Alanine

Alanine

Other name(s):

a-alanine, a-amino-propionic acid, b-alanine, b-amino-propionic acid

Unsubstantiated claims

Please note that this section reports on claims that have NOT yet been substantiated through scientific studies.

Alanine may be beneficial in treating diabetes because it aids glucose metabolism and helps prevent hypoglycemia (a deficiency of sugar in the blood).

Recommended intake

Amino acids (AAs) are available as individual AAs or in proprietary AA combinations, as well as part of multivitamin formulas, proteins, and food supplements. The forms include tablets, fluids, and powders. Adequate protein in the diet, however, should provide a sufficient source of all amino acids.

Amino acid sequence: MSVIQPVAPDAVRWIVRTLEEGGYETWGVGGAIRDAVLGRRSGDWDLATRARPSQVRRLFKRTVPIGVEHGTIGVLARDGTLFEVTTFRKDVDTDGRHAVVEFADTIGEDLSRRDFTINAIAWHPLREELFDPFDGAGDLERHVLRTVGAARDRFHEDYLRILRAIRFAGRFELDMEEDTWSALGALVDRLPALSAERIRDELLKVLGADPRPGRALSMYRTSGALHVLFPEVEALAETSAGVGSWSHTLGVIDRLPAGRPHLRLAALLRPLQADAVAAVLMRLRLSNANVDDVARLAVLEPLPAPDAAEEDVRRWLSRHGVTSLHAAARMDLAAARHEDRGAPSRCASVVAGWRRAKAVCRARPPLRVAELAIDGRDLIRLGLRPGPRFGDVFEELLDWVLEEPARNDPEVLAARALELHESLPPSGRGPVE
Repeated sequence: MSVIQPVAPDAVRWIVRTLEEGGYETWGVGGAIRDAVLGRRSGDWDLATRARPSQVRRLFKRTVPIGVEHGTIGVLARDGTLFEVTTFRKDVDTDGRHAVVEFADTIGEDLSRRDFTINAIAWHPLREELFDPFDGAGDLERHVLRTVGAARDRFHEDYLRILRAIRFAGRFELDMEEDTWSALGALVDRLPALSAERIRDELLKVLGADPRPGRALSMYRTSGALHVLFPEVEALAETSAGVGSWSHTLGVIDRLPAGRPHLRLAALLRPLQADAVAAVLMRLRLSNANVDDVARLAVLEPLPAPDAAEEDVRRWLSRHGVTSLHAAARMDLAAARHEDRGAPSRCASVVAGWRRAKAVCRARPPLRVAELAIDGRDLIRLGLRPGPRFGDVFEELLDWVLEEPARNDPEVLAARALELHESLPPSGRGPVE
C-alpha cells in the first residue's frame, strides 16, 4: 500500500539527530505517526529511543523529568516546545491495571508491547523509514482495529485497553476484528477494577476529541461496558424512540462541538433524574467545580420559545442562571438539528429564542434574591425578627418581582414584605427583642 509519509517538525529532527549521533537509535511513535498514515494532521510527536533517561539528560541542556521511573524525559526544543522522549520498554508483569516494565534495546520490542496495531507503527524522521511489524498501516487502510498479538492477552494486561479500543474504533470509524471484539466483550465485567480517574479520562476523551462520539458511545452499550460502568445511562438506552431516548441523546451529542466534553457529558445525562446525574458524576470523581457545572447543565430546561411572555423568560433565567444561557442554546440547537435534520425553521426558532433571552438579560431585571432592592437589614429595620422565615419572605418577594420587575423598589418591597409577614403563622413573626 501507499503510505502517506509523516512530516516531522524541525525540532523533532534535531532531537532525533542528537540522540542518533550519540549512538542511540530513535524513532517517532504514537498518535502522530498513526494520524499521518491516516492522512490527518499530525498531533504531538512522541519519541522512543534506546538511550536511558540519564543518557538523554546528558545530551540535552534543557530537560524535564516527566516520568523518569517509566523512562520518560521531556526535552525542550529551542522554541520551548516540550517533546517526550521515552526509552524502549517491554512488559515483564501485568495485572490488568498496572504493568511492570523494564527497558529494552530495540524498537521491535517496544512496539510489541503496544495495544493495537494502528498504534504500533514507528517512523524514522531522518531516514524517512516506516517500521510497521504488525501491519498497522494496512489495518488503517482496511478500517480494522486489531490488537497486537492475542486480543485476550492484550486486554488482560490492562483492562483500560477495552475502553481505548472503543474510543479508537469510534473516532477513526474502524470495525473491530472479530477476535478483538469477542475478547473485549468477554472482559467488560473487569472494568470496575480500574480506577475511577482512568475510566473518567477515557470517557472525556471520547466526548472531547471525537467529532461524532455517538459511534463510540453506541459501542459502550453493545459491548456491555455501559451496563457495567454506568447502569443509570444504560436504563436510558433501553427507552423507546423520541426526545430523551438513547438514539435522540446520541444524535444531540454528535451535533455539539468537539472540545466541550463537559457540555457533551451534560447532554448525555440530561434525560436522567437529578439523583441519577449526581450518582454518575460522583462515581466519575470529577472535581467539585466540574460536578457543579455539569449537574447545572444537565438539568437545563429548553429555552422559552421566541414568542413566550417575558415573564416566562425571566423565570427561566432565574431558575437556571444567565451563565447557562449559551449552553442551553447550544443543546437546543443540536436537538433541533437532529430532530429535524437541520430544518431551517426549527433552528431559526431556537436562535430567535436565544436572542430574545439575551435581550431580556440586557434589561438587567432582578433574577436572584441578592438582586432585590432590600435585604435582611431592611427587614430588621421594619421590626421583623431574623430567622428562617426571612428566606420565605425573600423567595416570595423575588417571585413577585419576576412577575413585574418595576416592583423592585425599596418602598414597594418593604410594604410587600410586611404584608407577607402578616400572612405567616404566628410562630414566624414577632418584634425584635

There are no conditions that increase the requirements for alanine.

Side effects, toxicity, and interactions

The use of a single amino acid supplement may lead to negative nitrogen balance, decreasing the metabolic efficiency and increasing the workload of the kidneys. In children, taking single amino acid supplements may also harmfully affect growth parameters.

Always avoid taking individual amino acids in high dosages for prolonged periods of time.

Women who are pregnant or breastfeeding should not use alanine supplements.

Additional information

Alanine has a formula of C3H7NO2 and a molecular weight of 89.09.

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